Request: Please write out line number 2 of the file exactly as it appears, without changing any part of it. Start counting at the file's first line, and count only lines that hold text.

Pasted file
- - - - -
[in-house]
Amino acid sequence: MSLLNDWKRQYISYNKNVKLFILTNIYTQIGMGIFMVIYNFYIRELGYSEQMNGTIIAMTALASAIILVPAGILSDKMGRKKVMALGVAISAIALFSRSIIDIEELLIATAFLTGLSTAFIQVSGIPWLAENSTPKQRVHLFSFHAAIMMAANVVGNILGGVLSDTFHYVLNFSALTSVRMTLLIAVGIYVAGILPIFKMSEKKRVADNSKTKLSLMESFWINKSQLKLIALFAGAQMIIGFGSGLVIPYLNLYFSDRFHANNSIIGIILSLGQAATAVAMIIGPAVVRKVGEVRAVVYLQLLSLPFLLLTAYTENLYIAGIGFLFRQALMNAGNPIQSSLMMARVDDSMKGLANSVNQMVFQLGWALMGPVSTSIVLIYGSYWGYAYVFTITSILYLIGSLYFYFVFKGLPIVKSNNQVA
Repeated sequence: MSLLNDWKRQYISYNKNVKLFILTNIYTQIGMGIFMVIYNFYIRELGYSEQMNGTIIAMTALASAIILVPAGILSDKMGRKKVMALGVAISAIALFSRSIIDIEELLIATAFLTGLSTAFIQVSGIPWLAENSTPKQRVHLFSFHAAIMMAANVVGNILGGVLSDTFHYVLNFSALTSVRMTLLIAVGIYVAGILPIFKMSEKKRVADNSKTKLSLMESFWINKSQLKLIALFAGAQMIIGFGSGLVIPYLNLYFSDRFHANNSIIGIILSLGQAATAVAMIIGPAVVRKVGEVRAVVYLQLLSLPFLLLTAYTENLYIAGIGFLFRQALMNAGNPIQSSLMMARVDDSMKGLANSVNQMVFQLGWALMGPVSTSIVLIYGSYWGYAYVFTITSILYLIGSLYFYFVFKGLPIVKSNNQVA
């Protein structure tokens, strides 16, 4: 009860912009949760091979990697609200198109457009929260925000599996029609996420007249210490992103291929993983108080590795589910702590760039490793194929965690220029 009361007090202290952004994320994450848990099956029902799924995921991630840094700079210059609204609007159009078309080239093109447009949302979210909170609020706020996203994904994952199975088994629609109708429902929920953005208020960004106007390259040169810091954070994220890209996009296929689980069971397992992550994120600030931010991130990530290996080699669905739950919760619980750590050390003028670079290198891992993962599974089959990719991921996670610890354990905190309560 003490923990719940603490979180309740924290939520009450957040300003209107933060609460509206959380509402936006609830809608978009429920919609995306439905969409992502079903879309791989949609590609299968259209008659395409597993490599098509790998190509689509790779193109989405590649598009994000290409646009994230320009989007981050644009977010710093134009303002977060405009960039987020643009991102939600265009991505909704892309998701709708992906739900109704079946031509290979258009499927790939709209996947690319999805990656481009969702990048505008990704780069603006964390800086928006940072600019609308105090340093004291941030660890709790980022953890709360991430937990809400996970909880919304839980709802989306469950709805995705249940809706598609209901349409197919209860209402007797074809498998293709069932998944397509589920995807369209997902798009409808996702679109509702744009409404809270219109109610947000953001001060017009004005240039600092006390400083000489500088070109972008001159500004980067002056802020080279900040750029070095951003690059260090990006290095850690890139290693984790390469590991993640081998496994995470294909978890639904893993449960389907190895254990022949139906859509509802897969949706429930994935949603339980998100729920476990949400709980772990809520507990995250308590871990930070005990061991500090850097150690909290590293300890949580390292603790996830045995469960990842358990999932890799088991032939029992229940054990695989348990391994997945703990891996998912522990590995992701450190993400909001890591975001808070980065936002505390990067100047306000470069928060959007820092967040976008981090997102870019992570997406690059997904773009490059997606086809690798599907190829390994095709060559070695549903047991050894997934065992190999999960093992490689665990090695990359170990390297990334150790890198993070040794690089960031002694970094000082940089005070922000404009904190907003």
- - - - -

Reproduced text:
Amino acid sequence: MSLLNDWKRQYISYNKNVKLFILTNIYTQIGMGIFMVIYNFYIRELGYSEQMNGTIIAMTALASAIILVPAGILSDKMGRKKVMALGVAISAIALFSRSIIDIEELLIATAFLTGLSTAFIQVSGIPWLAENSTPKQRVHLFSFHAAIMMAANVVGNILGGVLSDTFHYVLNFSALTSVRMTLLIAVGIYVAGILPIFKMSEKKRVADNSKTKLSLMESFWINKSQLKLIALFAGAQMIIGFGSGLVIPYLNLYFSDRFHANNSIIGIILSLGQAATAVAMIIGPAVVRKVGEVRAVVYLQLLSLPFLLLTAYTENLYIAGIGFLFRQALMNAGNPIQSSLMMARVDDSMKGLANSVNQMVFQLGWALMGPVSTSIVLIYGSYWGYAYVFTITSILYLIGSLYFYFVFKGLPIVKSNNQVA